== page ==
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Central Texas experienced historic winter weather the week of Feb. 14, with a stretch of days below freezing. Sleet followed snow followed freezing rain, leading to a breakdown of the electric grid and widespread power outages. Water reservoirs were depleted and frozen pipes burst, leaving some without service for days.

Austin Plumbers Work To Get Water Moving Into Homes Again After Storm Causes Countless Busted Pipes

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Gabriel C. Pérez
/
KUT
Plumber Trevor Ayer points to a broken water pipe at a home in East Austin on Sunday, after a week of freezing weather and citywide water outages.

Lee esta historia en español.

Like most of us last week, Juan Carlos Aldrete was riding out the cold at his South Austin home.

“We lost power and we lost firewood the second night,” he said. "It was just — it was a pretty bad night.”

Then his neighbors’ frozen pipes began springing leaks, and the plumbing contractor jumped into action. Aldrete said he and his apprentice responded to about 20 houses that had flooding.

"Quite a few calls were neighbors or elderly couples that couldn’t shut their water off," he said.

Aldrete runs Aquazul, a small plumbing business that specializes in new home construction. Residential calls are not his usual thing, but the need was overwhelming and he wanted to help. He and his apprentice gathered wood to distribute, gave rides in his all-wheel-drive truck and repaired leaks.

Aldrete decided to post on the social-networking site Nextdoor to see who might need help.

“I thought I was just getting my area, but it went everywhere,” he said. “I was getting hundreds of calls, trying to help people out, but we did what we could.”

Navigating Austin's icy streets, they were able to get out to around 85 homes, while also trying to meet their own needs during the storm.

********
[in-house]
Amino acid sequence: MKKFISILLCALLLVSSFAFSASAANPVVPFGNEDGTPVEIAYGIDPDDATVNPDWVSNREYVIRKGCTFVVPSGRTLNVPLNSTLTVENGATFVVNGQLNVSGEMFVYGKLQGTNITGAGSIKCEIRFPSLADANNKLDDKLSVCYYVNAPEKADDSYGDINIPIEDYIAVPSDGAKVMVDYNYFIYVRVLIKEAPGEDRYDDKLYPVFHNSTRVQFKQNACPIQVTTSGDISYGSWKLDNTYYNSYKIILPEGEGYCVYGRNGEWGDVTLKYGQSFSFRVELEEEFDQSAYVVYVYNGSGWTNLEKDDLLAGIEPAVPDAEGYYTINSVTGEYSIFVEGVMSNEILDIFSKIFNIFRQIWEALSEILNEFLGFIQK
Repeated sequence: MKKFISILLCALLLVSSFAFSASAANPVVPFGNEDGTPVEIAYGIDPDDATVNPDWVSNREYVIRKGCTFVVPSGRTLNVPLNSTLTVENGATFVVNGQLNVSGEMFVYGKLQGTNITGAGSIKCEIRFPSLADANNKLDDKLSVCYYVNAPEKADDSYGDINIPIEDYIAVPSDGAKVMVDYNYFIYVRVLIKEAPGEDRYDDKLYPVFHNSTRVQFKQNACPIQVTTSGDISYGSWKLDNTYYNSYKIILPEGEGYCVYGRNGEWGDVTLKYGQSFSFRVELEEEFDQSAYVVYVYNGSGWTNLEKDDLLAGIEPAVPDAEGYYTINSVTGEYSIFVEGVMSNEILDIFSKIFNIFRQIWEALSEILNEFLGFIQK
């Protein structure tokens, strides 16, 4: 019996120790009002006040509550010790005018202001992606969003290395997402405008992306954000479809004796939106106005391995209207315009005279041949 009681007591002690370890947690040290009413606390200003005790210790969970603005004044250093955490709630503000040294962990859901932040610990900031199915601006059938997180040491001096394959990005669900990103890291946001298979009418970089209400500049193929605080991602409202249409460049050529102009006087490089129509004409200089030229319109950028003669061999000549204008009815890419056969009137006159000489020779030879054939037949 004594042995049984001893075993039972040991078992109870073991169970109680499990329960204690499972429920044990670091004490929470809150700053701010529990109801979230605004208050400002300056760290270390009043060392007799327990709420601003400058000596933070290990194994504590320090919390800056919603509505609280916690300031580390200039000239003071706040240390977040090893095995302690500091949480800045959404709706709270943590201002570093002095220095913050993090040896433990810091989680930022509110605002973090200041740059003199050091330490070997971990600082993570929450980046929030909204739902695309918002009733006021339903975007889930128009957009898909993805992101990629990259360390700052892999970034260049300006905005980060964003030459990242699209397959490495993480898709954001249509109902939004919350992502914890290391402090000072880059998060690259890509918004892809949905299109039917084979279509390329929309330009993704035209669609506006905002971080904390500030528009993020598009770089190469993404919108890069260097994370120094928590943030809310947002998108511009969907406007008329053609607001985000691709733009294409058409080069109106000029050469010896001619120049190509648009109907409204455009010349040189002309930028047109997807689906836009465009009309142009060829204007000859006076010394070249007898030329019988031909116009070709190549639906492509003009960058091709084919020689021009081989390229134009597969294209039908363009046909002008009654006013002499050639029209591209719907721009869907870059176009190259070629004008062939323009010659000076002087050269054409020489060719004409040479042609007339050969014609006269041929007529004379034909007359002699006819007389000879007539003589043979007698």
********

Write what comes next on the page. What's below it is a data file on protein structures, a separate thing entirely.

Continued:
“The first two days that we were helping at no charge, we were just helping neighbors out, and we would repair as many pipes as we could,” he said. “But we got to a point where we had to make a decision: Just go around shutting people’s water off, and come back and make repairs later.”

Later — for many Austin-area residents — could be a while. The need for plumbers is so great, Texas is waiving rules to allow licensed out-of-state plumbers to work here and unlicensed local apprentices to work unsupervised.

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Gabriel C. Pérez / KUT
Ayer displays broken residential water pipes from jobs he completed Sunday.

The phones at home-service providers, like Radiant Plumbing and Air Conditioning, have been ringing seemingly nonstop for more than a week. The company says it's getting about five times as many calls as normal.

“Everybody who doesn’t have any water right now is top priority — no water or no hot water. ... I think we’ve got 1,000 calls backlogged right now,” Trevor Ayer, a plumber for Radiant, said. “Anything we can get to, we’re trying to.”

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Gabriel C. Pérez / KUT
Ayer works on a water pipe break at a residence in East Austin on Sunday.

On Sunday, Ayer was servicing a house in East Austin, where a pipe had broken inside a wall. The call had been placed six days earlier, right after the first snow, but no one could get out until then.

It was one of several repairs Ayer completed over the weekend, now that roads were clear. He said crews were working long days and the demanding schedule was likely to continue.

​“We’re forecasting the next two weeks, at least, just all hands on deck, seven days a week,” Ayer said. “Normally, I have off weekends, so it’s definitely a sacrifice on the family side. I have a 4-year-old and a 20-month-old. They enjoyed the time with daddy this week, but they’re already lamenting Day 2 of me being out late.”

The East Austin home owner is among the lucky ones with just one broken pipe. Still, it will require cutting into a wall at a cost of more than $800 to fix.

In addition to the tight supply of plumbers, there is also now a tight supply of parts. Aldrete was picking up what parts he could for his customers. He's been putting in long days, too — servicing the new home contracts for his business, and following up on his new, temporary, residential clients.

“I just want to say we work anywhere from 14- to 16-hour days,” Aldrete said. “It’s just long hours. I stopped counting the places we go.”

Aldrete said there are lessons we can all take away from the storm.

“It was a good experience to go through and teach us a lot about life,” he said. “I think we've got to get the good out of a bad situation. We cannot just look at the negative stuff. It just makes me appreciate the electric power and water supply and everything we take for granted on a day-to-day basis.”

Another lesson all plumbers suggested over the last few days: Everyone should learn how to turn off the water supply to their home.

Got a tip? Email Jimmy Maas at jmaas@kut.org. Follow him on Twitter @maasdinero.

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